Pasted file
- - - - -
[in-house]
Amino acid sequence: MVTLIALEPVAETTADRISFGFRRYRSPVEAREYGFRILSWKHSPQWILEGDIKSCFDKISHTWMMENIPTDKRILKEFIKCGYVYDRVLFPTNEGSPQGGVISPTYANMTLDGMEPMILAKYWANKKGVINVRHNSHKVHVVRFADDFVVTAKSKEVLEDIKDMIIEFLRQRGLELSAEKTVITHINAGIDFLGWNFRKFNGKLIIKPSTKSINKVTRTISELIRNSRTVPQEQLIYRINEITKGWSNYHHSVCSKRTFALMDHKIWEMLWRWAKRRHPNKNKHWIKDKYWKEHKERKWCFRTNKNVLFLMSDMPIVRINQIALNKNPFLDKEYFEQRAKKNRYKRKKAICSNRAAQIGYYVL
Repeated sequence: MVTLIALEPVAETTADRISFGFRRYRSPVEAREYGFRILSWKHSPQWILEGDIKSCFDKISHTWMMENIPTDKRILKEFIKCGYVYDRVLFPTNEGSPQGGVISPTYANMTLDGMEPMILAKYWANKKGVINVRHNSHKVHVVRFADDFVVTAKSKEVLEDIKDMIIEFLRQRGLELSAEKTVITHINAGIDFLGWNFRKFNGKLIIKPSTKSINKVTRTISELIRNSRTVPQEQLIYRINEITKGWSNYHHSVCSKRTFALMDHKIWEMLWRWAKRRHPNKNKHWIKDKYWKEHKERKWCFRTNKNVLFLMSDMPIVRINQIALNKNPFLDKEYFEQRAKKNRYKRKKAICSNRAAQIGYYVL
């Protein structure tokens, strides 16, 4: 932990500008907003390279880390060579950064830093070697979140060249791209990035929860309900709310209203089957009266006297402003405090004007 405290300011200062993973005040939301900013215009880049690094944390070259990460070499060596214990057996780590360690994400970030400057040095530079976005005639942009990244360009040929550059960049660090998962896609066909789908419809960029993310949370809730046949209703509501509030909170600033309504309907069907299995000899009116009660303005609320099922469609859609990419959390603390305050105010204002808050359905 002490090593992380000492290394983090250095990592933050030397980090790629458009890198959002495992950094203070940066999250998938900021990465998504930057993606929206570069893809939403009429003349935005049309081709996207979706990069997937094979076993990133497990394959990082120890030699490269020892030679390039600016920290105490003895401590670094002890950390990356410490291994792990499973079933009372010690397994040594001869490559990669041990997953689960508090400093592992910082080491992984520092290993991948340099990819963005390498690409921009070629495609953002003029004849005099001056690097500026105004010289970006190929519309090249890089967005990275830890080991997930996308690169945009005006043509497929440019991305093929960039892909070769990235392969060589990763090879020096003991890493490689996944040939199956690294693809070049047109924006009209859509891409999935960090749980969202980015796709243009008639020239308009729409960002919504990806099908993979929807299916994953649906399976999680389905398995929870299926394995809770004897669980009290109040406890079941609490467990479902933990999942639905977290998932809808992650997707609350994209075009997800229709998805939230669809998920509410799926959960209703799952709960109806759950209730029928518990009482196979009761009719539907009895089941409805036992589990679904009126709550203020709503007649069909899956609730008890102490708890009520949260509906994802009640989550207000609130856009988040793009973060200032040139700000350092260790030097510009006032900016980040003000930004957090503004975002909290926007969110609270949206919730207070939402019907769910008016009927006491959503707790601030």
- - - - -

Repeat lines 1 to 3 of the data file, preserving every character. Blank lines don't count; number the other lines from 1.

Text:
[in-house]
Amino acid sequence: MVTLIALEPVAETTADRISFGFRRYRSPVEAREYGFRILSWKHSPQWILEGDIKSCFDKISHTWMMENIPTDKRILKEFIKCGYVYDRVLFPTNEGSPQGGVISPTYANMTLDGMEPMILAKYWANKKGVINVRHNSHKVHVVRFADDFVVTAKSKEVLEDIKDMIIEFLRQRGLELSAEKTVITHINAGIDFLGWNFRKFNGKLIIKPSTKSINKVTRTISELIRNSRTVPQEQLIYRINEITKGWSNYHHSVCSKRTFALMDHKIWEMLWRWAKRRHPNKNKHWIKDKYWKEHKERKWCFRTNKNVLFLMSDMPIVRINQIALNKNPFLDKEYFEQRAKKNRYKRKKAICSNRAAQIGYYVL
Repeated sequence: MVTLIALEPVAETTADRISFGFRRYRSPVEAREYGFRILSWKHSPQWILEGDIKSCFDKISHTWMMENIPTDKRILKEFIKCGYVYDRVLFPTNEGSPQGGVISPTYANMTLDGMEPMILAKYWANKKGVINVRHNSHKVHVVRFADDFVVTAKSKEVLEDIKDMIIEFLRQRGLELSAEKTVITHINAGIDFLGWNFRKFNGKLIIKPSTKSINKVTRTISELIRNSRTVPQEQLIYRINEITKGWSNYHHSVCSKRTFALMDHKIWEMLWRWAKRRHPNKNKHWIKDKYWKEHKERKWCFRTNKNVLFLMSDMPIVRINQIALNKNPFLDKEYFEQRAKKNRYKRKKAICSNRAAQIGYYVL